Apture, WashingtonPost.com, and Tech-assisted Transparency
December 15th, 2008

I first became aware of Apture when it was in beta, through one of my digital journalism students. I would be doing Apture a disservice by describing it only as an online tool useful to journalists. By teaming up with WashingtonPost.com, Apture demonstrates exactly how it is also an online tool for citizens — technology-assisted transparency in government.

First, WashingtonPost.com will now be using Apture across their entire web site whenever the name of a United States Congressman is mentioned. Just click on their name to instantly view voting records, biographies, and financial disclosures — all without leaving the page. Give it a try right now with these links (if you’re reading this in RSS, open this page in a browser to view the links):

* see Barack Obama’s missed votes in Congress,
* Joe Biden’s financial disclosures, or
* see John McCain’s full WashingtonPost.com congress profile.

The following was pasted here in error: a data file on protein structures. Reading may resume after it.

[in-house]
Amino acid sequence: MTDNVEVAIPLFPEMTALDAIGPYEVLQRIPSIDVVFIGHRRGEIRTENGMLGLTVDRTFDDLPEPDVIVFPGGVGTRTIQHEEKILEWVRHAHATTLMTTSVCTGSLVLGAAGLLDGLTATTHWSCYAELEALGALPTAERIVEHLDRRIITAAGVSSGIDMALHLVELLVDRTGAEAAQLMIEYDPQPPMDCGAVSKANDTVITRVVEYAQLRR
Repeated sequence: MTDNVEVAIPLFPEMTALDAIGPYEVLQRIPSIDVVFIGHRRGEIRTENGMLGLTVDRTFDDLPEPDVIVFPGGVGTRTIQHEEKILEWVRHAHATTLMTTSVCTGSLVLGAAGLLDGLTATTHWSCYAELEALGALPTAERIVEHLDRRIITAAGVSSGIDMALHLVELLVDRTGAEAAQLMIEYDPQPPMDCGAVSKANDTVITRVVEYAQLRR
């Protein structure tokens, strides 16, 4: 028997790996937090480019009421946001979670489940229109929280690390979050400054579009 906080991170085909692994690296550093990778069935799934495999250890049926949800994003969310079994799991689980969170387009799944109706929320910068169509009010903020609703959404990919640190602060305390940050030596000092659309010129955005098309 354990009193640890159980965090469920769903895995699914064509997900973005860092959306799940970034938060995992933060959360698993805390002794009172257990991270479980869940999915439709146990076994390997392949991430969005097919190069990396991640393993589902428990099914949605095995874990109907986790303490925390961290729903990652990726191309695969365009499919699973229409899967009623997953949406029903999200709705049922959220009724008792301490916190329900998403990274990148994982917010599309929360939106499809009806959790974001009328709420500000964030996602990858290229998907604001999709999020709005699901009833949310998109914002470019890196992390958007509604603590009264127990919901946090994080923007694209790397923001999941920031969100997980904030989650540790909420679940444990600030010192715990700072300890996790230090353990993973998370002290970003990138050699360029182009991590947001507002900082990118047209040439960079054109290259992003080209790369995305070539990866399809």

The WashingtonPost.com has an incredible database of Congress & Votes data going back to 1991, and we wanted to make it even easier for their readers to access this dormant content. There’s a big difference between the availability of information and the accessibility of information. Just because you build a library doesn’t mean people will want to go and read. Apture is a way of bringing the library to users, so they don’t have to go. Reducing the number of clicks or seconds it takes to get to the center of the information Tootsie Pop matters a lot.

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